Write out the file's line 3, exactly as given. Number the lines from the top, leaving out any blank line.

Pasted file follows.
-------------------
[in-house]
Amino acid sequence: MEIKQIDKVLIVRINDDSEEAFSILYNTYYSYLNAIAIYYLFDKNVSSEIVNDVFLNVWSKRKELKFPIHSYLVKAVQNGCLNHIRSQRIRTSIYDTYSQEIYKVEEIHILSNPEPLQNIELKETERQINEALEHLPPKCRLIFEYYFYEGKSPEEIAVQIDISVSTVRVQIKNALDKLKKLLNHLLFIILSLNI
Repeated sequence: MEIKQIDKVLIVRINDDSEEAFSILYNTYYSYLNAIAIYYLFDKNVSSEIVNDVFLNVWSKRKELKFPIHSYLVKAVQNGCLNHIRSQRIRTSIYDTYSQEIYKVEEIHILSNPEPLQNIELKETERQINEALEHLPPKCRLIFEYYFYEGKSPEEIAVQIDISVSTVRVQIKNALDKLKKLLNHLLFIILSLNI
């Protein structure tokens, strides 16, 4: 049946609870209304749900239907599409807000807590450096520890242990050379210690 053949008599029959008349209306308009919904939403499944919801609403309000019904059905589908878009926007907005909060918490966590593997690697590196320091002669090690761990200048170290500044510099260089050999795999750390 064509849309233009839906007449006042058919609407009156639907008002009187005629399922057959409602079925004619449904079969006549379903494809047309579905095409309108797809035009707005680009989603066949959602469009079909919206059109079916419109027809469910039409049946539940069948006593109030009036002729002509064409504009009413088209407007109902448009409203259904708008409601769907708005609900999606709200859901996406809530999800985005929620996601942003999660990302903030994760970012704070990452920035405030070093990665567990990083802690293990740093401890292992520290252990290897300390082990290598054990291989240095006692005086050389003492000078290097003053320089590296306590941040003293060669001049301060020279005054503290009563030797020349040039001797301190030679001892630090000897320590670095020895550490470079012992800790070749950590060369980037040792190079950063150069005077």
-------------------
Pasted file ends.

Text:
Repeated sequence: MEIKQIDKVLIVRINDDSEEAFSILYNTYYSYLNAIAIYYLFDKNVSSEIVNDVFLNVWSKRKELKFPIHSYLVKAVQNGCLNHIRSQRIRTSIYDTYSQEIYKVEEIHILSNPEPLQNIELKETERQINEALEHLPPKCRLIFEYYFYEGKSPEEIAVQIDISVSTVRVQIKNALDKLKKLLNHLLFIILSLNI